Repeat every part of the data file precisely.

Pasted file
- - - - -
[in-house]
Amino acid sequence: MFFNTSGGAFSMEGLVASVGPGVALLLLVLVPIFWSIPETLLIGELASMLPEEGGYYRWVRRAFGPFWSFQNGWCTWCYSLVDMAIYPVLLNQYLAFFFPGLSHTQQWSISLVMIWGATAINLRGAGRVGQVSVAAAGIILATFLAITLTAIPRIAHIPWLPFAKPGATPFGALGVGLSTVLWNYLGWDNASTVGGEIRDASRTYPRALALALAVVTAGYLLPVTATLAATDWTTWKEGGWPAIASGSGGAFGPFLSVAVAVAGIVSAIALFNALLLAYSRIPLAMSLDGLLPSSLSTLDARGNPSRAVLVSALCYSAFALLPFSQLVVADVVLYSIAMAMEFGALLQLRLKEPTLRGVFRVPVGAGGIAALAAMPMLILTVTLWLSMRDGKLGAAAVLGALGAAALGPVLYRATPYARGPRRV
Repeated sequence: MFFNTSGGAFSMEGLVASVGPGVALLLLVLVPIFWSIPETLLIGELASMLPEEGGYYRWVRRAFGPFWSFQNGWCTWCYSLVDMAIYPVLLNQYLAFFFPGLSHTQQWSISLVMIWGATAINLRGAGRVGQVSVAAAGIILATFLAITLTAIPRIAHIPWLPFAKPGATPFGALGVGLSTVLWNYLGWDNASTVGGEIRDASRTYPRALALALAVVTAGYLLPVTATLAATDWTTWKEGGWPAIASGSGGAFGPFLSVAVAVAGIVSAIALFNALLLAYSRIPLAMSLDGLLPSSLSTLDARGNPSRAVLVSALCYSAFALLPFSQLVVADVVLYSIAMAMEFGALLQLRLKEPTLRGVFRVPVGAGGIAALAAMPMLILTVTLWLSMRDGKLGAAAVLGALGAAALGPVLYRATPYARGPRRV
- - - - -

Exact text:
[in-house]
Amino acid sequence: MFFNTSGGAFSMEGLVASVGPGVALLLLVLVPIFWSIPETLLIGELASMLPEEGGYYRWVRRAFGPFWSFQNGWCTWCYSLVDMAIYPVLLNQYLAFFFPGLSHTQQWSISLVMIWGATAINLRGAGRVGQVSVAAAGIILATFLAITLTAIPRIAHIPWLPFAKPGATPFGALGVGLSTVLWNYLGWDNASTVGGEIRDASRTYPRALALALAVVTAGYLLPVTATLAATDWTTWKEGGWPAIASGSGGAFGPFLSVAVAVAGIVSAIALFNALLLAYSRIPLAMSLDGLLPSSLSTLDARGNPSRAVLVSALCYSAFALLPFSQLVVADVVLYSIAMAMEFGALLQLRLKEPTLRGVFRVPVGAGGIAALAAMPMLILTVTLWLSMRDGKLGAAAVLGALGAAALGPVLYRATPYARGPRRV
Repeated sequence: MFFNTSGGAFSMEGLVASVGPGVALLLLVLVPIFWSIPETLLIGELASMLPEEGGYYRWVRRAFGPFWSFQNGWCTWCYSLVDMAIYPVLLNQYLAFFFPGLSHTQQWSISLVMIWGATAINLRGAGRVGQVSVAAAGIILATFLAITLTAIPRIAHIPWLPFAKPGATPFGALGVGLSTVLWNYLGWDNASTVGGEIRDASRTYPRALALALAVVTAGYLLPVTATLAATDWTTWKEGGWPAIASGSGGAFGPFLSVAVAVAGIVSAIALFNALLLAYSRIPLAMSLDGLLPSSLSTLDARGNPSRAVLVSALCYSAFALLPFSQLVVADVVLYSIAMAMEFGALLQLRLKEPTLRGVFRVPVGAGGIAALAAMPMLILTVTLWLSMRDGKLGAAAVLGALGAAALGPVLYRATPYARGPRRV